Why We Don't Have Revival
- Monday, October 05, 2009
1) REMEMBER THE BIG PICTURE.
The object of spiritual revival is not the emotional outbursts, unstructured services, excessiveness in enthusiasm, bigger budgets, or even the crowded churches which often accompany revival. These things may occur and often do, and they tend to frighten away those of us who like worship to be completely predictable and identical to the way we did things last week.
The whole point of a movement of God's Spirit which we call revival involves great concerns, matters like a) glorifying God in this world, b) magnifying the Lord Jesus Christ, c) the spiritual rebirth of millions of lost people, d) the restoration and health of families, e) the healing of society and the redemption of our culture, f) rescuing the futures of vulnerable little children, and g) reviving and re-aligning the Lord's churches.
When we get hung up on the emotional excesses of revival, we fail to look at the big picture, that the whole point of revival is God transforming this world, one person at a time, for His own purposes and glory.
2) MAKE THE BIG DECISION.
If revival is about re-establishing God's glory and Christ's honor, about transforming lives and homes and churches and society, don't you want that? Surely we do, even though we like our comfort and hate being "messed with," we who call ourselves disciples of the Lord Jesus Christ can be said to desire these things.
In fact, David Mains points to the restlessness of church members today as a sign that God's people are indeed yearning for a genuine revival. He says, "Step one to any kind of revival movement is a deep-seated sense of dissatisfaction with the way things are. People who are already satisfied with life seldom aspire to something more, so I'm glad if there is a restlessness going on."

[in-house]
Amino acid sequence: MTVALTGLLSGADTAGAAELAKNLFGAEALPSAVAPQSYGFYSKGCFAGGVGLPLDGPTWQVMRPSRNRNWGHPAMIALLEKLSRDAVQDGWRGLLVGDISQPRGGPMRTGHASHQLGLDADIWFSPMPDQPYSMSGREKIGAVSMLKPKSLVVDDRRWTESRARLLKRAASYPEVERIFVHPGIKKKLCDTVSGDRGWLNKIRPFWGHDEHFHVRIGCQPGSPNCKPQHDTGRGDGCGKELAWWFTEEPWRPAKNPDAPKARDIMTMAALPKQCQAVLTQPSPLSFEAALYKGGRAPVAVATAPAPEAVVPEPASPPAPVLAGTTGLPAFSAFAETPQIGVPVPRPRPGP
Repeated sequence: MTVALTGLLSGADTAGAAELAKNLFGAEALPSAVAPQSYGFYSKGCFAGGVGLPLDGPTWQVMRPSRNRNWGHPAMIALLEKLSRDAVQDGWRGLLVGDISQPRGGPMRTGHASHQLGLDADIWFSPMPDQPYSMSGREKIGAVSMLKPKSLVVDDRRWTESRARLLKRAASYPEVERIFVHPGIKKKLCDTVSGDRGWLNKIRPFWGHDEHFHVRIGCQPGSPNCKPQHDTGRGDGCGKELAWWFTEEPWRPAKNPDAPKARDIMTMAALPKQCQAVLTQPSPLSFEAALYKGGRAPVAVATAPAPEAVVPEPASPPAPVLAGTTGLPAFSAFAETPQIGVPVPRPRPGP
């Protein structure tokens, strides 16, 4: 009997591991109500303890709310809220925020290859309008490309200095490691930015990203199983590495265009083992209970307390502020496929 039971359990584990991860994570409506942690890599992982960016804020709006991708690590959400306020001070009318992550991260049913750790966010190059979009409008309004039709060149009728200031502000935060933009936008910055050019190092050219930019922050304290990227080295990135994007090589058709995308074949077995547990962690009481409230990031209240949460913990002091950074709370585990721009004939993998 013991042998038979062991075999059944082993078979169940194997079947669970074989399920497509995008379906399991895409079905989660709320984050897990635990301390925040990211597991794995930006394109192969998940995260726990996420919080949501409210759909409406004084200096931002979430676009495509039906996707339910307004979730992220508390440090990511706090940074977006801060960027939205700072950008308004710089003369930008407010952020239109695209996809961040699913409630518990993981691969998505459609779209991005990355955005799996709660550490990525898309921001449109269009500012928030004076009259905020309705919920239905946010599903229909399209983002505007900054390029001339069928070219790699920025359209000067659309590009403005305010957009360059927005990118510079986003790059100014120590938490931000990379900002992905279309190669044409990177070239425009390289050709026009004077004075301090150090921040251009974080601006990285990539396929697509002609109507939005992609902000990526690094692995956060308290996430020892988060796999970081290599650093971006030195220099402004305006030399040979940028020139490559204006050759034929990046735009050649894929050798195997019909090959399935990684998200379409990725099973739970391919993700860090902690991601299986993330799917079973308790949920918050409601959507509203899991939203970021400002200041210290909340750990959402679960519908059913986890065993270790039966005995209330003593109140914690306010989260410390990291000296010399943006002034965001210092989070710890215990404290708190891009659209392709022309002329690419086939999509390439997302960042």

The kind of restlessness Mains refers to can be seen in the way believers run from one church to another, crossing denominational lines, soaking up Bible studies in conferences, and pressuring their leaders toward more relevant and productive ministries.
Dr. Mains emphasizes that these "yearnings for more than meager fare have a tendency to go in one of two directions. The first is a negative bent and results in a carping or complaining spirit...." The other is to drive us to our knees in praying for a great movement of God's Spirit, a movement we call revival.
If we can admit that we want God's transformation in our world, our institutions, our people, our churches, and our homes, then, where is the starting place to achieving that?
3) PRAY THE BIG PRAYER.
We're now at the point where we can pray for God's will to be done on earth as it is in heaven. We can pray for His will to be done in Washington, D.C., as in heaven; in my town as in heaven; in my church, my home, my own life.
That's the simplest definition of revival you'll ever find: God putting into place His will for vast numbers of His people.
And so the prayer we pray for revival may come down to being the simplest prayer one can ever lift heavenward: "Lord, we want thy will. Thy will be done in us."
In so saying, you are handing Him the keys, moving out of the driver's seat, yielding your will to His.
Now, if it happens that the pleasures of this world have you in a death grip and will not let go--you could not possibly imagine leaving home on a Tuesday night and helping at the homeless shelter because you would miss your favorite television show--and you cannot honestly pray for God's will to be done in your life, then there's another prayer for you.
This one is the key to the other. Try praying this: "Father, I cannot say I want thy will to be done in my life. But I wish I could. Therefore, I pray that I will want thy will to be done. I ask you to change my heart and give me a desire for Thee."
Many Christians today have no clue what a critical hour we are living in. The hour is urgent, the Lord is willing, the devil is hard at work, and too many church members are sitting in the grandstands enjoying the view when they should be suited up and on the field.
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